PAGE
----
Tudor Conquest Ireland
The Tudor Conquest of Ireland, 1485 - 1607 2023-24
School Of History, Law And Social Sciences
Module - Semester 2
The long, spectacular, and tragic English conquest of Ireland is a story that's been chronically overlooked both within domestic English history and the history of English colonialism. Rather, England's war with Spain and its intervention in the revolting Netherlands take centre stage, despite the fact that the conquest of Ireland cost more in money and lives than both the Spanish and Dutch struggles. On this module, you will place Ireland back within the centre of the history of the Tudor state's expansion, a process that cannot be understood without recognising the transformative impact Ireland had on England, and vice versa.
You will investigate how, over 130 years, successive Tudor monarchs tried to do conquer Ireland, launching catastrophic wars that inflicted massacres and caused famine right across the country. You'll discover how English plantations led to the displacement of entire Irish kingdoms, paving the way for Anglo-Scottish colonists and the spread of Protestantism.
But you'll also study and appreciate the resilience of Irish culture, the complexity of its political system, and the way in which Irish rulers responded to and resisted English expansion. You will explore the impact the Irish wars had on English foreign policy and the role they played in shaping England's emerging colonial aspirations.
Below is a guide to possible weekly topics:
Week 1 – An Unfinished Conquest: Ireland and Medieval England Week 2 – Conquest Renewed: The New Tudor Dynasty Week 3 – Henry VIII and the Kingdom of Ireland Week 4 – Irish Gaeldom and the Old English Week 5 – The New English and the Plantation System Week 6 – The Munster Wars Week 7 – Colonial Atrocities and the Irish People Week 8 – The Nine Years War Week 9 - The Flight of the Earls: The End of Gaelic Ireland Week 10 – The English Fiscal-Military State Week 11 – Ireland in the Emerging English Empire
Excellent [70%> -A] Excellent students will show strong achievement across all the criteria of the learning outcomes combined with particularly impressive depths of knowledge and/or subtlety of analysis. In written work, they will support their arguments with a wealth of relevant detail/examples. They will also demonstrate an acute awareness of the relevant historiography and give an account of why the conclusions reached are important within a particular historical debate. They may show a particularly subtle approach to possible objections, nuancing their argument in the light of counter-examples, or producing an interesting synthesis of various contrasting positions. Analysis of documents will be sophisticated, with a full understanding of their context, combined with an ability to bring out the significance of particular passages, with real insights into their detailed content.
Good [60%> -B] Good students will demonstrate a solid level of achievement and depth of knowledge in all the criteria of the Threshold range, but will in addition exhibit constructive engagement with different types of historical writing and historiographical interpretation. Ideas will be communicated effectively and written work will include a good range of sources/reading and demonstrate a clear understanding of the issues and of the existing interpretations expressed in a well-structured, relevant, and focused argument. Students at the top end of this band will engage with and critique the ideas that they come across, and synthesise the various interpretations they find to reach their own considered conclusions. Written work will be correctly presented with references and bibliography where appropriate. Analysis of documents will be competent, with a solid understanding of their context, combined with an ability to bring out the significance of particular passages.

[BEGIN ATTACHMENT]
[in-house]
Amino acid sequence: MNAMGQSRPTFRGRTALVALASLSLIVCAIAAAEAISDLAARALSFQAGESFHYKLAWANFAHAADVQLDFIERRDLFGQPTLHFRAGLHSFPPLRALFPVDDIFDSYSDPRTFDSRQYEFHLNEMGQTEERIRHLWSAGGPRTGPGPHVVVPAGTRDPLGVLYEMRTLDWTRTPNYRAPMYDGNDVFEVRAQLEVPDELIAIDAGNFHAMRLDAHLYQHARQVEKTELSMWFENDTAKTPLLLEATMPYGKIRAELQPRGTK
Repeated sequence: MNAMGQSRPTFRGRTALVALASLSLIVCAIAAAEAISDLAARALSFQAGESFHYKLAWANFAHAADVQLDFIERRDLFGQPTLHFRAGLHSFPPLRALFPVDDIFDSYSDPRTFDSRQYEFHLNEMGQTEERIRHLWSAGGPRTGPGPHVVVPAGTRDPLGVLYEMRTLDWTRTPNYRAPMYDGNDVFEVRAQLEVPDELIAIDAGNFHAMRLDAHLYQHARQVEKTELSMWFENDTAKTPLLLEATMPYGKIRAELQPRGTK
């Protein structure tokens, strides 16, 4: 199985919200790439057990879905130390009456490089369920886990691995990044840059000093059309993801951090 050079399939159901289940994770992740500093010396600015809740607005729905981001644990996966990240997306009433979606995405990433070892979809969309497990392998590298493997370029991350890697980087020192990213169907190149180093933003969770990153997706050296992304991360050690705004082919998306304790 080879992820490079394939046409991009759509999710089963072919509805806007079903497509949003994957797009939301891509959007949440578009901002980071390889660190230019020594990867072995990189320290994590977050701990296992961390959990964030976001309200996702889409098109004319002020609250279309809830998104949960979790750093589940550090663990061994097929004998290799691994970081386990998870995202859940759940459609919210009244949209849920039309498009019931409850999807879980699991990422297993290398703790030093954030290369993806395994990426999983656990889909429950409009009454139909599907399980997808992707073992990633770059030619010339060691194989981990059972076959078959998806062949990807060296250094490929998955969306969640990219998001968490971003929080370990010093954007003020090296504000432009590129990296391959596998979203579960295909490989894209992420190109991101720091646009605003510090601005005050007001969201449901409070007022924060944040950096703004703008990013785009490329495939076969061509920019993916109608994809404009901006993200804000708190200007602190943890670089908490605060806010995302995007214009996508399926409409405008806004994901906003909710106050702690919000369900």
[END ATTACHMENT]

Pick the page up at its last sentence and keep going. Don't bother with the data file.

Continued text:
Satisfactory [Threshold 40%> -D] Students in this band will demonstrate a satisfactory range of achievement or depth of knowledge of most parts of the module, and will make successful, if occasionally inconsistent, attempts to develop those skills appropriate to the study of History at undergraduate level. In the case of the written assessments, the answers will attempt to focus on the question, although might drift into narrative, and will show some evidence of solid reading and research. The argument might lose direction and might not be adequately clear at the bottom of this category. Written work will be presented reasonably well with only limited errors in grammar, punctuation, and referencing, and not to the extent that they obscure meaning. Analysis of documents will be adequate, with an understanding of their nature and some knowledge of their context, though abilities to discuss the significance of detailed content may be limited.
- Construct sustained analytical arguments supported by a range of specific evidence through lucid and cohesive written work
- Critically evaluate primary sources and deploy them as part of historical arguments
- Demonstrate and interpret the wider political, economic, and cultural changes to Irish kingdoms and society over a broad period of time between the years 1485 - 1607
- Engage in complex historiographical debates about the impact English colonisation had on Ireland, its society, and its political development in the years 1485 to 1607 and present detailed historical arguments about specific aspects of the period
- Evidence detailed historical knowledge of specific events, places, and themes in the history of England's colonisation of Ireland
2500 word essay from a choice of topical and thematic questions
2500 word essay based on critical evaluation of a primary source